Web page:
Every racehorse trainer in the land, it seems, has been tarred by the same defamatory brush in the wake of impending and recent prosecutions
It’s a dangerous, misleading and downright inaccurate perception of the people who are effectively the key conduit to absolutely every branch of an industry which, last season, returned $671,000,000 in all prize money and bonuses, spent about the same amount on all horse sales and generated $18,063.53 million in wagering turnover.
There were 3,342 registered trainers responsible for 182,868 starters and who dealt with 79,631 individual owners and 28,903 syndicate members. Only a handful were charged with any serious offence. Only a small percentage of those starters queried.
I’m (getting) old and grumpier and just about everything pisses me off these days bar travel (as you guessed) and the grandchildren… and horse racing. I’m still a believer. There is always just enough evidence to keep the faith.
You could begin by listening to Flemington trainer Saab Hassan’s interview with Matt Stewart on RSN yesterday. Here’s the link:
Hassan who, by his own admission, battles to pay the monthly box rent at Flemington, says he doesn’t believe the game is corrupt.
Or you could visit any stable, on any given morning, and watch the trainer deal with the management issues presented by every second or third horse in the yard.
You could take heart from the fact that no fewer than 20 individual trainers have won Group One races this season in Australia.
Or that, from the start of January in Melbourne, the following trainers who sit outside the top ten on the metropolitan premiership table have won metropolitan races: Enver Jusufovic, Tim Hughes, Tom Hughes, Aaron Purcell, Leon and Troy Corstens, Patrick Payne, Trent Busuttin and Natalie Young, Cindy Alderson, John Price, Shea Eden, Robbie Laing, Levi Kavanagh, Andrew Campbell, Jody Thompson, Grahame Begg, Ken Keys, Richard Laming, Vin Malady, Leon McDonald and Andrew Gluyas, Robbie Griffiths, Heath Conners and Matthew Lindsay.
The spread is so wide it simply refutes any notion that someone is dominating the game with an unfair edge, unless, of course, that edge is sheer weight of numbers but it has been forever thus in the racing world. Him (or her) with the most horses will win the most races.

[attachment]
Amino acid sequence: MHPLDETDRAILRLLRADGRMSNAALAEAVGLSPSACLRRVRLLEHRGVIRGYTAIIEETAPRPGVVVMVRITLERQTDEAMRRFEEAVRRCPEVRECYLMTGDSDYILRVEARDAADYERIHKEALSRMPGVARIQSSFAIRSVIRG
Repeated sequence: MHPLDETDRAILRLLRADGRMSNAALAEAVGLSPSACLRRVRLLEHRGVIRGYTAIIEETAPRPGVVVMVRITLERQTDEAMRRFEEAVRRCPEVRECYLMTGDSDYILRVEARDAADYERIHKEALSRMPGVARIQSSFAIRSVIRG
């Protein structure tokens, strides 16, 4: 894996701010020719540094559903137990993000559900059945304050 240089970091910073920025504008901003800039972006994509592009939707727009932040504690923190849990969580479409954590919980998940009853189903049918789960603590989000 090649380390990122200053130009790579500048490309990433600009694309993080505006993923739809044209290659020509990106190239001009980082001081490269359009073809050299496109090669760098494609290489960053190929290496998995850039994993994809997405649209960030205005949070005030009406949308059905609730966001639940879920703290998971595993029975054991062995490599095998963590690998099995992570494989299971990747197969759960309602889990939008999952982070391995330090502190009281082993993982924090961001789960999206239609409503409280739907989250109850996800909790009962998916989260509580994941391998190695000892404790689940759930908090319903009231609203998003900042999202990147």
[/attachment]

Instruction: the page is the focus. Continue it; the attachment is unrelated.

You could certainly disregard the nonsense, which appeared in The Age yesterday, tenuously drawing some link between charges against trainers and the ease of laying a horse on Betfair.
You could look at some individual inspirations like Enver Jusufovic whose team is flying since his relocation to the on-course stables at Cranbourne.
He won, on Friday night, with a four-year-old newcomer Abyssinian and on Saturday at Flemington, with the six-year-old Henny Hughes mare Sharing, whom he bred, races and trains… $55,000 jumped in but it’s a fair bet that most of that will go to debt reduction.
Irish-born Mornington trainer Robert Kingston took three to the races on Saturday and each won. Yes, sure two were at the picnics but they included Captain Material, who was saved from a knackery appointment.
Dan O’Sullivan, who literally trains in the shadow of Darren Weir with his stables adjacent, chalked up a timely four winners in the Christmas – New Year week.
Matthew Lindsay, for four years the assistant to Colin Little, landed his first city win at Caulfield with the only horse he has in work – Magnesium Rose.
At the more glamorous end of the scale last weekend, on the Gold Coast, the two major prizes went to Greg Hickman with Pierata and Tony McEvoy with Sunlight.
Hickman, graduating from Crown Lodge, and McEvoy – from the similarly major Lindsay Park operation – are emerging as trainers who might fill that ‘pick off occasional major targets’ role which was perhaps exemplified by the late Guy Walter, Clarrie Conners and more recently by Peter and Paul Snowden.
Who’s out there cheating? I don’t know. There will be some as there will be in any pursuit. Let’s not forget that some administrations are legal on Thursday but not on Friday when it comes to a Saturday race meeting.
What edge, if any, is being sought? Again I don’t know for sure but, in many cases, I suspect some administration is more Linus security blanket than a liberal dose of snake venom.
I do know that not everybody should be branded for the deeds of a few.
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